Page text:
On the Evolution of Collective Enforcement Institutions: Communities and Courts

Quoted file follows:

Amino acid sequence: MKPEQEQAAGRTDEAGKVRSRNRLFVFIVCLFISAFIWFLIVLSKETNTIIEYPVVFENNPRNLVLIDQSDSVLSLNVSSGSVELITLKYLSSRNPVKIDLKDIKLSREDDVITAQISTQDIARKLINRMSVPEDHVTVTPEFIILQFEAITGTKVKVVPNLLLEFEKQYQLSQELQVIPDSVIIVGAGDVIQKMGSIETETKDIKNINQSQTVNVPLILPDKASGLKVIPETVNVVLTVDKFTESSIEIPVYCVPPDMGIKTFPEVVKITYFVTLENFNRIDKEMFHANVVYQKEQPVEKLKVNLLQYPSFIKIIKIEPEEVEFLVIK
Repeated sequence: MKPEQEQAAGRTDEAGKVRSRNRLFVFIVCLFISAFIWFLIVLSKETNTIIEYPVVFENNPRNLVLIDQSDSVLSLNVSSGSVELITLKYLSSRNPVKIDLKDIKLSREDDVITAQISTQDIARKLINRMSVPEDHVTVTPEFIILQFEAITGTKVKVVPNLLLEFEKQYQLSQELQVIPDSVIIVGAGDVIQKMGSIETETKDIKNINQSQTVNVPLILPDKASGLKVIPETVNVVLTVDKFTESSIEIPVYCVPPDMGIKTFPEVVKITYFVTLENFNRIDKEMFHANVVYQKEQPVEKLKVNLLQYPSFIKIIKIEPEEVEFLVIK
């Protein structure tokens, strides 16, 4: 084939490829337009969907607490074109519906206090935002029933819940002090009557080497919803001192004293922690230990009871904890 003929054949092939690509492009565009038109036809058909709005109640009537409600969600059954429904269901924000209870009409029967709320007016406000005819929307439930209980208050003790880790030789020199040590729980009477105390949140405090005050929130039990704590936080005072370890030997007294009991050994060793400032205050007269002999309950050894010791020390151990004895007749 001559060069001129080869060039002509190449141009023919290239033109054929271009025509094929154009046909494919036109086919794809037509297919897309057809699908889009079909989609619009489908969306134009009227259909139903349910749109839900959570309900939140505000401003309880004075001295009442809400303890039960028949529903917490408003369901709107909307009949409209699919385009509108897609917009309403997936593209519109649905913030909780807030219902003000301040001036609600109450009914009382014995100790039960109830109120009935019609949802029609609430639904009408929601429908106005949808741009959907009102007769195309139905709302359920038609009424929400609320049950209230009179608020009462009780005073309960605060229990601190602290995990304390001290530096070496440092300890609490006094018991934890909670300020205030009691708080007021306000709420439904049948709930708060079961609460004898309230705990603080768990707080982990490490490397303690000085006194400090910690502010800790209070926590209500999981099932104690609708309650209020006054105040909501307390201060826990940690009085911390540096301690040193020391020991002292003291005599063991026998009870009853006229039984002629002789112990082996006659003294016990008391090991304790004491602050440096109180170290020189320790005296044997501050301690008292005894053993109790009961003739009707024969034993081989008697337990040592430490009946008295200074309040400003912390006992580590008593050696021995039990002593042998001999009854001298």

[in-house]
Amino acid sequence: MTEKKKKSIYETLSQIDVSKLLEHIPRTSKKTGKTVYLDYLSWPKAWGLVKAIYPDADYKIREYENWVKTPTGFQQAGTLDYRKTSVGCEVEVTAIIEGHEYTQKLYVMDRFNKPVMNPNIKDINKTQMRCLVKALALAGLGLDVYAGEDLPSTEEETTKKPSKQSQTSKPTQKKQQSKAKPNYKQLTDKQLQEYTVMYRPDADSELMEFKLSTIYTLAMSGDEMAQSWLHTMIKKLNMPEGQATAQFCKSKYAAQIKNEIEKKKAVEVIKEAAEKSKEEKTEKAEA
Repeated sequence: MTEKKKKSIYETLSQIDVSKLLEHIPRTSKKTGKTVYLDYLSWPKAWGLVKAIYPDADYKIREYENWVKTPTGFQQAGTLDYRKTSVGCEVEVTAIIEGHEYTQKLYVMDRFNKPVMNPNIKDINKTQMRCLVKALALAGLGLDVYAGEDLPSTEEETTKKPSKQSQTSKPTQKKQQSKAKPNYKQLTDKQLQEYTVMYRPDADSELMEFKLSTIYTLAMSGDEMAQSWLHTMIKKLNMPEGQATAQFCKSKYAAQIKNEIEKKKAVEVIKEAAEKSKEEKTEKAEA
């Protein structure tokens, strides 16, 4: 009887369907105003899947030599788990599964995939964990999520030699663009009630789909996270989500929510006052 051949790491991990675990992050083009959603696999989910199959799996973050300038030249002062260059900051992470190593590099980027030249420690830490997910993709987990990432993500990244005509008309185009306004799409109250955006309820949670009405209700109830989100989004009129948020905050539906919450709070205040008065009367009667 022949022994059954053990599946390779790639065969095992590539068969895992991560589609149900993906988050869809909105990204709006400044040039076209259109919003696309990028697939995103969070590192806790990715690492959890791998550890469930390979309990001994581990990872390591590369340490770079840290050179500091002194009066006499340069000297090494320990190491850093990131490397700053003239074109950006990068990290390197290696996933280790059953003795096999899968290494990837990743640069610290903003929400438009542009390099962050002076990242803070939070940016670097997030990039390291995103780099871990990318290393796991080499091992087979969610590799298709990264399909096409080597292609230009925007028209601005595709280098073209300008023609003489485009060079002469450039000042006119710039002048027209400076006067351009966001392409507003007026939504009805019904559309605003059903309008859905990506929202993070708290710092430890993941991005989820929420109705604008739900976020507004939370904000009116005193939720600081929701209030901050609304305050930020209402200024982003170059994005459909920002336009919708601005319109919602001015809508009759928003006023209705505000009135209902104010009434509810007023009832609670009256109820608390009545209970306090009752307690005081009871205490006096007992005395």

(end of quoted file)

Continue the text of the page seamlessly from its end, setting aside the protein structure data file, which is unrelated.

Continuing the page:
Abstract: Impersonal exchange has been a major driver of economic development. But transactors with no stake in maintaining an ongoing relationship have little incentive to honor deals. Therefore, all economies have developed institutions to support honest trade and realize the gains of impersonal exchange. We analyze the relative capacities of communities (or social networks) and courts to secure cooperation among heterogeneous, impersonal transactors. We find that communities and courts are complementary in the sense that they tend to support cooperation for different sets of transactions, but that the existence of courts weakens the effectiveness of community enforcement. By relating the effectiveness of enforcement institutions to changes the cost and risks of long-distance trade, driven in part by improvement in shipbuilding methods, our analysis also provides an explanation for the (endogenous) emergence of the medieval Law Merchant and its subsequent supersession by state courts.